Impact on Views or Zoning/Planning
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NREL has started to analyze the wind climatology at advanced turbine hub heights based on data measured on existing tall towers in Kansas, Indiana, and Minnesota. The highest measurement level at these towers was 90–110 m. There are two significant findings from the analysis: (1) the difference in wind resource at tall tower sites in the central United States seems to be controlled by the strength of the noctural and southerly winds; and (2) the average wind shear exponent of 50-100 m at tall towers in the central United States is influenced by strong southerly winds and is significantly higher than the 0.143 often used for conservative estimates of the wind resource at turbine hub height.
Editor's Note This is essentially a 'how to' guide for wind energy developers based on issues and problems encountered prior to July 2004.
Background and Purpose:
Vermont’s energy needs are growing while its future energy sources remain uncertain. At the
same time, Agency lands are under ever-increasing pressure to serve more uses and needs. Part
of meeting Vermont’s future energy needs will likely involve development of additional
renewable energy sources in Vermont. The role of Agency of Natural Resource (ANR) lands in
accommodating wind energy and other renewable energy projects has been the subject of recent
public debate and is the focus of this policy.
These comments prepared by Appalachian Mountain Club were submitted to the NH Site Evaluation Committee in reference to the committee's review of the proposed Groton Wind LLC wind energy facility to be located in Groton, New Hampshire. Groton Wind LLC is wholly owned by Iberdrola Renewables. The project will consist of twenty-four 2.0 megawatts turbines.
DOE released its first Annual Report on U.S. Wind Power Installation, Cost, and Performance Trends: 2006 on May 31st, providing an overview of developments and trends in the U.S. wind power market. The report analyzes trends in the marketplace, including wind power prices compared to wholesale electricity prices, project costs, turbine sizes, and developer consolidation. It also describes the increasing performance of wind projects, current ownership and financing structures, and trends among major wind power purchasers.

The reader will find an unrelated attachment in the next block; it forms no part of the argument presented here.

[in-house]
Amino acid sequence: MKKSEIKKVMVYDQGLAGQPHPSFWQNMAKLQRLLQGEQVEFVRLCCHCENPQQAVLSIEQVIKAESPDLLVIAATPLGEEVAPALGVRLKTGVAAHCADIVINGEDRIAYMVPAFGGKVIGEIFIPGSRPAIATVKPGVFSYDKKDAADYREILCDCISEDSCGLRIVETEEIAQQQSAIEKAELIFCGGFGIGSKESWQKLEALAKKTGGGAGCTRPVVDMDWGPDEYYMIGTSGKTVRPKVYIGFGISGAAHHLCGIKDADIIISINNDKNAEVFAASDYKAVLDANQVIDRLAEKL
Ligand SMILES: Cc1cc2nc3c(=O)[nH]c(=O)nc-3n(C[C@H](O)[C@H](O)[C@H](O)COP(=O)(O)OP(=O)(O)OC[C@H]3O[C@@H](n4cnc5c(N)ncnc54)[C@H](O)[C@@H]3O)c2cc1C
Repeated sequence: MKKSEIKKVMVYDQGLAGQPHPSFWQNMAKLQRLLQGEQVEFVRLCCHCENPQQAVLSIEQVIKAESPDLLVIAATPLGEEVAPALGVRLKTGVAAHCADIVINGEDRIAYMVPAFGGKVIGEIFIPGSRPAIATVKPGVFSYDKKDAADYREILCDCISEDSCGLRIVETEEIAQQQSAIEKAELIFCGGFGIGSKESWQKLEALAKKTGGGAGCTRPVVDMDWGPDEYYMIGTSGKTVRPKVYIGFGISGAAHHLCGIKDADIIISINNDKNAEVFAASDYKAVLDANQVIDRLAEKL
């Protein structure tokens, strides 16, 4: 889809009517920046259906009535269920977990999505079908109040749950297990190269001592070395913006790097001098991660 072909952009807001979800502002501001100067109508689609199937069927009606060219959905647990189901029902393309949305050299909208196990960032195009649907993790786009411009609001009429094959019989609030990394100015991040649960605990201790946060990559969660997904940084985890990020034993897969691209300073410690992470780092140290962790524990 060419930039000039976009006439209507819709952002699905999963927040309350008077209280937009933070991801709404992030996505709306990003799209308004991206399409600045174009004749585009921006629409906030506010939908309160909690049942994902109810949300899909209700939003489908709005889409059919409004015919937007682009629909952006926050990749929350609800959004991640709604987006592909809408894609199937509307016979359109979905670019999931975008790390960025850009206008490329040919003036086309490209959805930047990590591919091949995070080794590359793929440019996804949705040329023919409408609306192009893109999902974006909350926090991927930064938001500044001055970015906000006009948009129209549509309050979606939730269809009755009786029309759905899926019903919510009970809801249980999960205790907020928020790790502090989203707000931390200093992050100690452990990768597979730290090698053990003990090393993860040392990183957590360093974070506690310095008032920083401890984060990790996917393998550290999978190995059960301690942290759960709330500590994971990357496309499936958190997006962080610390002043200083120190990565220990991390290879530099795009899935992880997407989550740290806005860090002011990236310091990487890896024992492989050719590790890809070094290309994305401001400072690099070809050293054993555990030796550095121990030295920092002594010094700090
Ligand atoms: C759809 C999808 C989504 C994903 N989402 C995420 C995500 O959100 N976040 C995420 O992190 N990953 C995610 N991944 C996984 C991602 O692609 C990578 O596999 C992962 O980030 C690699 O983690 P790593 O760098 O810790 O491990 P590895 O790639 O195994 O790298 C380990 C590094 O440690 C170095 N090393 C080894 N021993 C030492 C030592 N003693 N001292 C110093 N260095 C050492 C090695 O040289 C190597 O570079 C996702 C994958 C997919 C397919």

The report notes that U.S. wind power capacity increased by 27 percent in 2006 and that the United States had the fastest-growing wind power capacity in the world in 2005 and 2006. For the second straight year, the United States led the world by installing 2,454 megawatts of wind power capacity in 2006—16 percent of the capacity installed worldwide that year—followed by Germany, India, Spain, and China. Leading the way in annual growth capacity in the United States are Texas, Washington, and California.
I thought it might be helpful for the members of the Town Board, as well as for the residents of the Town of Sardinia, to briefly address a number of frequently asked questions regarding land use moratoria:
A7 Energy's appeal against the Easington District Council for refusing to grant planning permission with respect to a wind plant consisting of 2 x 2.3MW turbines was dismissed by D. L. Burrows, an inspector appointed by the Secretary of State for Communities and Local Government. The principal reason for dismissal was adverse impact the turbines would have on the activities of Shotten airfield.
This appeal was filed by the Concerned Citizens to Save Roxbury ("CCSR") in response to the August 20, 2009 final order issued by Maine's Department of Environmental Protection granting approval for Record Hill Wind LLC to construct a 22-turbine wind energy facility in Roxbury, Maine. The aggrieved parties further request a public hearing on its appeal on the grounds that credible, conflicting medical and technical information regarding the licensing criterion and it is likely that a public hearing will assist the State in understanding the evidence.